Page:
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Compositional homogeneity of CM parent bodies.

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dc.contributor.author Vernazza, P.
dc.contributor.author Marsset, M.
dc.contributor.author Beck, P.
dc.contributor.author Binzel, R. P.
dc.contributor.author Birlan, M.
dc.contributor.author Cloutis, E. A.
dc.contributor.author DeMeo, F. E.
dc.contributor.author Dumas, C.
dc.contributor.author Hiroi, T.
dc.date.accessioned 2018-03-05T16:50:57Z
dc.date.available 2018-03-05T16:50:57Z
dc.date.issued 2016-08-10
dc.identifier.citation Vernazza, P., M. Marsset, P. Beck, R.P. Binzel, M. Birlan, E.A. Cloutis, F.E. DeMeo, C. Dumas, and T. Hiroi. "Compositional homogeneity of CM parent bodies." Astronomical Journal 152 (3) (2016): 54 (10 pp). DOI: 10.3847/0004-6256/152/3/54. en_US
dc.identifier.issn 0004-6256
dc.identifier.uri http://hdl.handle.net/10680/1381
dc.description.abstract CM chondrites are the most common type of hydrated meteorites, making up ∼1.5% of all falls. Whereas most CM chondrites experienced only low-temperature (∼0°C–120°C) aqueous alteration, the existence of a small fraction of CM chondrites that suffered both hydration and heating complicates our understanding of the early thermal evolution of the CM parent body(ies). Here, we provide new constraints on the collisional and thermal history of CM-like bodies from a comparison between newly acquired spectral measurements of main-belt Ch/Cgh-type asteroids (70 objects) and existing laboratory spectral measurements of CM chondrites. It first appears that the spectral variation observed among CM-like bodies is essentially due to variations in the average regolith grain size. Second, the spectral properties of the vast majority (unheated) of CM chondrites resemble both the surfaces and the interiors of CM-like bodies, implying a “low” temperature (<300°C) thermal evolution of the CM parent body (ies). It follows that an impact origin is the likely explanation for the existence of heated CM chondrites. Finally, similarly to S-type asteroids and (2) Pallas, the surfaces of large (D > 100 km)—supposedly primordial—Ch/ Cgh-type main-belt asteroids likely expose the interiors of the primordial CM parent bodies, a possible consequence of impacts by small asteroids (D < 10 km) in the early solar system. en_US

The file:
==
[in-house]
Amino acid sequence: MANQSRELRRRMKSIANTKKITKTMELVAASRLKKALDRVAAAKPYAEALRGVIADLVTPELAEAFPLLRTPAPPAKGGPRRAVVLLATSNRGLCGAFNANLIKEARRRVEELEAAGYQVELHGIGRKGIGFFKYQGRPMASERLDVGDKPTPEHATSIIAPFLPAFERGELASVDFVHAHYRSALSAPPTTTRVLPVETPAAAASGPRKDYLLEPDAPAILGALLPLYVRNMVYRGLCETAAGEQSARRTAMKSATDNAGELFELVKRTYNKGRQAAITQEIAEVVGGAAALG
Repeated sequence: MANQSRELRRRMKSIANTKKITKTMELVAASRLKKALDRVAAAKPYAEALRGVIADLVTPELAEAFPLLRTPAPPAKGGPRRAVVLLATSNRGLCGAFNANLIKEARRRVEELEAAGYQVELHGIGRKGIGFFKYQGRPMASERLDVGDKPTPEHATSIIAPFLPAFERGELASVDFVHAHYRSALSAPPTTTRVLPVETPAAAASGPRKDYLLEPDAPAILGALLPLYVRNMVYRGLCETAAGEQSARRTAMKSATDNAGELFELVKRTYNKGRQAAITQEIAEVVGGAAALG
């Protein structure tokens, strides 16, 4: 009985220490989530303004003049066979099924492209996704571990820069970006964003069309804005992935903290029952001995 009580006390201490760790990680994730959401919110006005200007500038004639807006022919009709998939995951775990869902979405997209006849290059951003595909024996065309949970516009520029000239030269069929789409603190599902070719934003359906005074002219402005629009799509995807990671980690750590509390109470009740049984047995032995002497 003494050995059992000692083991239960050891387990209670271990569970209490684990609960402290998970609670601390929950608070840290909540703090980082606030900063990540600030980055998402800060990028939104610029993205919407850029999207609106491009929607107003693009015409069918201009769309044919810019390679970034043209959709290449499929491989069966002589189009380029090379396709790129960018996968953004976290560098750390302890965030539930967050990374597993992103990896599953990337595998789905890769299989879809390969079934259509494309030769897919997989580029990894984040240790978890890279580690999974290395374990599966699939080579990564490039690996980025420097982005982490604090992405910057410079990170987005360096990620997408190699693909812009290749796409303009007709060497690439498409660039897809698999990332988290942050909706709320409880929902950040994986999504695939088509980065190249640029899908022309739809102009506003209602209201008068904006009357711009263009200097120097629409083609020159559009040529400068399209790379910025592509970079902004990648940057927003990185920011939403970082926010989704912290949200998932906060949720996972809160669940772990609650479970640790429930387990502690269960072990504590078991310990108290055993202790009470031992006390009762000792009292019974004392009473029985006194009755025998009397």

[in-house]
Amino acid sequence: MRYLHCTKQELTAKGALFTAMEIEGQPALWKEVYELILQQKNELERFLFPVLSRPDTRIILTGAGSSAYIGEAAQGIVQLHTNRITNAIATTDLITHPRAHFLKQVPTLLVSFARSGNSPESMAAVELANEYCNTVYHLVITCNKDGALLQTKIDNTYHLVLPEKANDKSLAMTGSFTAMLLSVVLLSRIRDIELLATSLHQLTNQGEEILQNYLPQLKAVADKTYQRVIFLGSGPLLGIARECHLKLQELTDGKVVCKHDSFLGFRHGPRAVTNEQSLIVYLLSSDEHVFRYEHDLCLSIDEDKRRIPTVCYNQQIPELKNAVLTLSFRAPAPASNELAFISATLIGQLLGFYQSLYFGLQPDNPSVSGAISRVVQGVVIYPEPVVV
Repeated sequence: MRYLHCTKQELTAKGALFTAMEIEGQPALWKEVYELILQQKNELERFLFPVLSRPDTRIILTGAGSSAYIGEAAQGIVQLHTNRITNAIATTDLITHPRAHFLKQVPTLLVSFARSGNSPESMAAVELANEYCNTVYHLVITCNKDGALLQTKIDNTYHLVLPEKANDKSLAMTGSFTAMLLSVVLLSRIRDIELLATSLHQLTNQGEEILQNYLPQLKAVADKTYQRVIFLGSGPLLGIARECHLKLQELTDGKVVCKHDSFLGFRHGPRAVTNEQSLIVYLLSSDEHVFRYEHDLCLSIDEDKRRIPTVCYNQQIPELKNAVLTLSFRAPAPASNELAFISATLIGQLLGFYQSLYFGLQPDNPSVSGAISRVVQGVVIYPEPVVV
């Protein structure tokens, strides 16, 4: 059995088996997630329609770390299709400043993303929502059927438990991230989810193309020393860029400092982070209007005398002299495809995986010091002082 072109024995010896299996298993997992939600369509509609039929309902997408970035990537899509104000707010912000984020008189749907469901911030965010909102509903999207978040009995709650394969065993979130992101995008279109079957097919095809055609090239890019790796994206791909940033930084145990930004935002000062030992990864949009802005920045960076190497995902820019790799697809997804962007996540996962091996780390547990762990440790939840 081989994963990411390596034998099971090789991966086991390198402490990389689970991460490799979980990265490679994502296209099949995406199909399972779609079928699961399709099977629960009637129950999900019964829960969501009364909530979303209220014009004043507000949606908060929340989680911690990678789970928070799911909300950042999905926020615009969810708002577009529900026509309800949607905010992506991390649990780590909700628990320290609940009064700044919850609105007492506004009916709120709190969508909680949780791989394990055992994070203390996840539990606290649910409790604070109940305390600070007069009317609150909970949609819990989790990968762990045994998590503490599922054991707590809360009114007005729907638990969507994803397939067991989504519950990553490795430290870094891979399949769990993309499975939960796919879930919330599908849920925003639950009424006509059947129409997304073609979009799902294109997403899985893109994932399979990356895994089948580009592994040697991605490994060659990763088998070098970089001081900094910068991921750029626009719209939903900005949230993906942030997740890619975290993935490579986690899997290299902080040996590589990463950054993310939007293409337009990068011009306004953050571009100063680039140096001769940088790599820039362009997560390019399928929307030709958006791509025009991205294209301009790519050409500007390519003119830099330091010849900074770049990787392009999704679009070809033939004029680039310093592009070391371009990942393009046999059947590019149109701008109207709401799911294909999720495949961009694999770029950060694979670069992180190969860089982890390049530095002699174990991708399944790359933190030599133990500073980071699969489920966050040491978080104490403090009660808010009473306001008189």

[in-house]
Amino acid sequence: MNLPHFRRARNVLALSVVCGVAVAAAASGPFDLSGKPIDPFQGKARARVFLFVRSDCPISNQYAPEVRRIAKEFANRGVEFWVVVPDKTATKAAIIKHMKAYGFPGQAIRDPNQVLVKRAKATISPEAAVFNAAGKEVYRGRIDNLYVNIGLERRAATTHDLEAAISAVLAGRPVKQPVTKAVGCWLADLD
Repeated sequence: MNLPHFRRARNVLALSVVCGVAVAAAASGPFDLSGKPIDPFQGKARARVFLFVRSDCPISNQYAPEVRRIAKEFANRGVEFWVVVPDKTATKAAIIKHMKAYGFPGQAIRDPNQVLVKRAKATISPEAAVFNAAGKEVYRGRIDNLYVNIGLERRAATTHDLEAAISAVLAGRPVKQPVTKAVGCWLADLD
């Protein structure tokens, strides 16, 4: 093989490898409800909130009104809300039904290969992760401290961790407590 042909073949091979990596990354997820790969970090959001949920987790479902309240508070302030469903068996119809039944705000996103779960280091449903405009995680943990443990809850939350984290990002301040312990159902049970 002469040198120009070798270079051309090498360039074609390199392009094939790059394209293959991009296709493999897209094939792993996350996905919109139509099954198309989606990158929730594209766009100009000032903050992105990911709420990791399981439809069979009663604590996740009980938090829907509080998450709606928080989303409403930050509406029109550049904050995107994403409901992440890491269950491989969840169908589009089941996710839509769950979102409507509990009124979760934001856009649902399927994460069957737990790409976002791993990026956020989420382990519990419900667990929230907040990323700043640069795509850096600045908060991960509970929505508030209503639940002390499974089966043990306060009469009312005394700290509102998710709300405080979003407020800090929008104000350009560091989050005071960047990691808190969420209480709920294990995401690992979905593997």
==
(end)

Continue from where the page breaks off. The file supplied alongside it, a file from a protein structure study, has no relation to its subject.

dc.description.sponsorship The MIT component of this work is supported by NASA grant 09-NEOO009-0001, and by the National Science Foundation under grants Nos. 0506716 and 0907766. F.E.D. acknowledges support from NASA under grant No. NNX12AL26G issued through the Planetary Astronomy Program. E.A.C. thanks the Canada Foundation for Innovation, the Manitoba Research Innovations Fund, the Canadian Space Agency, the University of Winnipeg, and the Natural Sciences and Engineering Research Council of Canada for supporting the establishment and operation of the University of Winnipeg's Planetary Spectrophotometer Facility and this study.
dc.description.uri http://iopscience.iop.org/article/10.3847/0004-6256/152/3/54/meta
dc.language.iso en en_US
dc.publisher The Astronomical Journal en_US
dc.subject meteorites, meteors, meteoroids – methods: data analysis – methods: laboratory: solid state – methods: observational – minor planets, asteroids: general – techniques: spectroscopic en_US
dc.title Compositional homogeneity of CM parent bodies. en_US
dc.type Article en_US
dc.identifier.doi 10.3847/0004-6256/152/3/54


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